MacRumors Gift Guide by Marianne: Elevation Dock, Fluxmob Bolt, and More

To provide gift ideas for our readers this holiday season, we here at MacRumors have written gift guides based on our own experiences with products we like and recommend to others. If you want to catch up, here are links to the guides published so far: Juli Clover, Joe Rossignol, and Mitchel Broussard.

Here’s my selection of gift suggestions based on products I own, use often, and recommend to anyone looking for gift ideas for friends or family:

Elevation Dock for iPhone by Elevation Lab ($89)

I first heard about Elevation Lab’s iPhone dock through the company’s Kickstarter in 2011 and I backed the project there in order to receive one before they were commercially available. The dock, which is made out of a block of solid aluminum, was intended to be heavy enough to easily remove an iPhone with just one hand, and its design complemented Apple’s existing products beautifully. I have two Elevation Docks – one at my desk in front of my iMac and another on my nightstand – that I use every single day with my iPhone 6s. Elevation Lab currently offers the Elevation Dock 3 for the iPhone 6/6s and 6 Plus/6s Plus models. It’s pricey at $89 but I recommend it if you’ve got someone who appreciates the Apple design aesthetic and needs a solid, well-made iPhone dock.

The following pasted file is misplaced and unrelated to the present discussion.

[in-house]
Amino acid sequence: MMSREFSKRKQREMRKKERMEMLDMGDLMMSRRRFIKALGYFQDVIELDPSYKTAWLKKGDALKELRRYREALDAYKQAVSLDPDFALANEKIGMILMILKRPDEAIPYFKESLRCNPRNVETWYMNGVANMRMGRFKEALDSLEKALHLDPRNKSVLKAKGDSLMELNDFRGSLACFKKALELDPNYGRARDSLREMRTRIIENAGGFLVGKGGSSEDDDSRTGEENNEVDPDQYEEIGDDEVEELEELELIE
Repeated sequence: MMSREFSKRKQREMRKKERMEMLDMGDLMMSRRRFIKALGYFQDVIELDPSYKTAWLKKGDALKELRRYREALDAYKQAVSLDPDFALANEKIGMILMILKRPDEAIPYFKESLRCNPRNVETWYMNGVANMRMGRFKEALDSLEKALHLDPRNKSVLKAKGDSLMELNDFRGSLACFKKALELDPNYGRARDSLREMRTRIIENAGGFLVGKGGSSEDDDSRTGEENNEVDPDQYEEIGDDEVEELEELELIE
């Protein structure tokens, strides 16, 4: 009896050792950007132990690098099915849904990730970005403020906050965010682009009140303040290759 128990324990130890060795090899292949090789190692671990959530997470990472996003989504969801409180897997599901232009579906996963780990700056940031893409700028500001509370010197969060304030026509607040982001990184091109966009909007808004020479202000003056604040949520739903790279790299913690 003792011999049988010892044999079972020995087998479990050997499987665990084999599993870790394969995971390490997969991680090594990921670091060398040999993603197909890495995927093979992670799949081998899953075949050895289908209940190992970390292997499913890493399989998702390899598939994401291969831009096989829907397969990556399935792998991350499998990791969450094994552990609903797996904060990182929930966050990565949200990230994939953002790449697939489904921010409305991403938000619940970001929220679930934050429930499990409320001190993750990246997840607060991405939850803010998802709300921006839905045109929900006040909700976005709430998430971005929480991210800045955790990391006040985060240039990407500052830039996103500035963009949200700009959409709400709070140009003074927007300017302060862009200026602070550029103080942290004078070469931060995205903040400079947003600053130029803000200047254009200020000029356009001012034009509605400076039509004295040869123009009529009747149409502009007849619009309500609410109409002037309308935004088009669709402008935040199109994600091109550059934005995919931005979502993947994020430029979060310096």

Fluxmob Bolt battery backup and wall charger ($50)

I use my iPhone almost constantly most days and I’m oddly paranoid that the battery will die when I actually need it to make an emergency call or something else important. To allay this fear, I like to carry the means to charge my iPhone anywhere. However, I also like to streamline what I carry and prefer multipurpose items when possible, and a combination back-up battery and AC charger made sense. My search led me to Fluxmob’s Bolt, which is both a 3,000 mAh battery and an AC charger thanks to its built-in prongs, which stay hidden until you flip them out. The Bolt offers pass-through charging, which means that it can charge both its internal battery and and a connected iPhone at the same time when it’s plugged into an outlet, so I never have to worry about charging its battery separately. The Bolt, along with a retractable Lightning cable, are staples in my purse.

At $49.99, it’s a reasonably-priced gift for any heavy smartphone user on your gift list. Fluxmob also makes the Bolt2, a larger model with two USB ports and a 6,000 mAh internal battery that costs $79.99.

Jawbone Jambox Bluetooth speaker